Local police hope to recover the stolen items but right now they have no idea who the burglars were. The scariest thing is that the gold LM model could be melted down for the gold so that no one would ever know what it once was. Anyway it’s a sorry comment on our time that money and greed should in any degree tarnish the legacy of the greatest achievement in human history. The photo below shows Michael Collins’s model of the stolen LM replica.

LEM Replica (Credit: Nick Welsh)

My second story concerns our picture of the entire observable Universe and how much we’ve learned about it. A new study called the ‘Dark Energy Survey’ (DES) has released some very detailed results of the structure and distribution of matter in the Universe along with how the structure and distribution have changed over the past seven billion years.

The DES team employed a technique called gravitational lensing, a phenomenon first predicted in Einstein’s General Theory where the light from a distant object can be bent by the gravitational field of a closer object. This technique can be used to measure the mass of the closer object by how much it bends the light of the distant object. Using this technique 26 million galaxies, that’s right 26 million galaxies, had their mass measured allowing a map to be made of the mass distribution in a large section of the Universe, see photo below.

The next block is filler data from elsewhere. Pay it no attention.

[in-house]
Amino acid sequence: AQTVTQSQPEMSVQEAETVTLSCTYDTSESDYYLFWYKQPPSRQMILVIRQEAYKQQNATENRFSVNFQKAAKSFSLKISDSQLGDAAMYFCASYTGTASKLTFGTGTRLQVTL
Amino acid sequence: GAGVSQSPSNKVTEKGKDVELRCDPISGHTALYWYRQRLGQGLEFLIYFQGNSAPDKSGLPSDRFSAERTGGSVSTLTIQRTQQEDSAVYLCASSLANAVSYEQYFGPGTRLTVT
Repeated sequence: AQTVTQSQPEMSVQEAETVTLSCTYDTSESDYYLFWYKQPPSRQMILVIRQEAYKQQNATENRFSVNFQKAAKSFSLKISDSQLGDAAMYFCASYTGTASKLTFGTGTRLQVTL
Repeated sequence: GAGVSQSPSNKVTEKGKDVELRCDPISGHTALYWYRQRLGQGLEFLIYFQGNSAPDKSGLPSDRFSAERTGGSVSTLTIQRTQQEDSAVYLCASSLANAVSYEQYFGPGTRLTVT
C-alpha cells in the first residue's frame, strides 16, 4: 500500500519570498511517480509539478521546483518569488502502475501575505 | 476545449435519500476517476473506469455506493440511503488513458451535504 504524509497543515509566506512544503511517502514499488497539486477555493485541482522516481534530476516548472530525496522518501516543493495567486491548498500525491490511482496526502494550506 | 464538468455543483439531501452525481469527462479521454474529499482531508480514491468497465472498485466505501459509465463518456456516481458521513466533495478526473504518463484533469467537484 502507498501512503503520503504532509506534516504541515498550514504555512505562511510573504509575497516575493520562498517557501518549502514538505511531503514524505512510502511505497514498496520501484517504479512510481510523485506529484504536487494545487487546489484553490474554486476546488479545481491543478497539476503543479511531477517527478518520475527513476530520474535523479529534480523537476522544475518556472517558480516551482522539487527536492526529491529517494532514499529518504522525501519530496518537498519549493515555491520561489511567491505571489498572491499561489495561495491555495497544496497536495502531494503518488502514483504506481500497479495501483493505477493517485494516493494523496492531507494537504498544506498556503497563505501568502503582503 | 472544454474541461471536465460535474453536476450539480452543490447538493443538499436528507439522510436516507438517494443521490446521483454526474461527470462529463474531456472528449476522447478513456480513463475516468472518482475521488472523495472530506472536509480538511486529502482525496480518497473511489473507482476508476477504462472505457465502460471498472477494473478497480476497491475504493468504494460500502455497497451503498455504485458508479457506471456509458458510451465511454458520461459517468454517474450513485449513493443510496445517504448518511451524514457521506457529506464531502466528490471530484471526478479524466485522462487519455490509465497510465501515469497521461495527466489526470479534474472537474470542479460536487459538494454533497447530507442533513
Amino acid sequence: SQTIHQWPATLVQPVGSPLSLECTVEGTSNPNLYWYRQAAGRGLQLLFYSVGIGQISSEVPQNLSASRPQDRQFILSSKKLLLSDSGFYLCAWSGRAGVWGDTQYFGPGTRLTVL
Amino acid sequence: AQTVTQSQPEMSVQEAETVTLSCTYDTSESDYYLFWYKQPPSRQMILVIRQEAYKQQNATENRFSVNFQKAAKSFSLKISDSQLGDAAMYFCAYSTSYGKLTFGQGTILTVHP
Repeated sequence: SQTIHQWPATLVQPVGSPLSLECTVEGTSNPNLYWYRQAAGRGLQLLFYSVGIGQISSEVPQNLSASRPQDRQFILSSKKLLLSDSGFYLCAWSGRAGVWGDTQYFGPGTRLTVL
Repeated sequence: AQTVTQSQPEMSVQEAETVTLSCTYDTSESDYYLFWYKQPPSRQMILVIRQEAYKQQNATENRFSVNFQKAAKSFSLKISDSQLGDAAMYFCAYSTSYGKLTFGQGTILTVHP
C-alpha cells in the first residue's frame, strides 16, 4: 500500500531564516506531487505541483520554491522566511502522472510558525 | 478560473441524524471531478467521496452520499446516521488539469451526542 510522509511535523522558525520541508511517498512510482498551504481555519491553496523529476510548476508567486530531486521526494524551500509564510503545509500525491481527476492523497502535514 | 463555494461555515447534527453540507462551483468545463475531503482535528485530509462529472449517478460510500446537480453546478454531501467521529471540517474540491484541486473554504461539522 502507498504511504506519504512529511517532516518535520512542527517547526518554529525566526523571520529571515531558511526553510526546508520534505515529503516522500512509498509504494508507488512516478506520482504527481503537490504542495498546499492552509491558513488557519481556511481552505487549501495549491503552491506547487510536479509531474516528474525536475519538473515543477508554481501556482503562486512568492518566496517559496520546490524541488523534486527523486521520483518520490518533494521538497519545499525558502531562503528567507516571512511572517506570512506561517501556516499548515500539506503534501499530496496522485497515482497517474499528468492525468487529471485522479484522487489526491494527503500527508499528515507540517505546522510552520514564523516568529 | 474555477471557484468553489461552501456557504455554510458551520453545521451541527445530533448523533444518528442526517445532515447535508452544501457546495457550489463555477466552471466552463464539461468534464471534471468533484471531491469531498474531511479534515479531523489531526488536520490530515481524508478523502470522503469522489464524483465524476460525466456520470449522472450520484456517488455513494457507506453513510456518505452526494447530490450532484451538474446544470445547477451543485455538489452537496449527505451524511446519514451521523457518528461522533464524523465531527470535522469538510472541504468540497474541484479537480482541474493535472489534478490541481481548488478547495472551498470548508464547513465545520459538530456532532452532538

Mass Distribution in the Universe (Credit: Chihway Chang, DES Collaboration)

In previous posts (25Sept16 and 3Dec16) I have mentioned the Cosmic Microwave Background (CMB), the leftover heat of the Big Bang which gives us a ‘baby picture’ of our Universe about 380,000 years after the Big Bang. So with the addition of the new DES study we can now test our theoretical models of cosmic evolution. In other words, taking the CMB measurements as the initial conditions do our models give us the kind of Universe we see in the DES?

It turns out that the simplest model; known as Lambda-Cold Dark Matter (λ-CDM) is still an excellent fit. In the model the Dark Energy accelerating the expansion of the Universe is just a constant term (Einstein used the Greek letter λ in his equations) and the Dark Matter we can measure only by its gravity it composed of heavy particles of some kind.

This is a rather strange state of affairs. We don’t know what 95% of the Universe is (Dark Energy, Dark Matter) but when it comes to predicting how it behaves we’re spot on!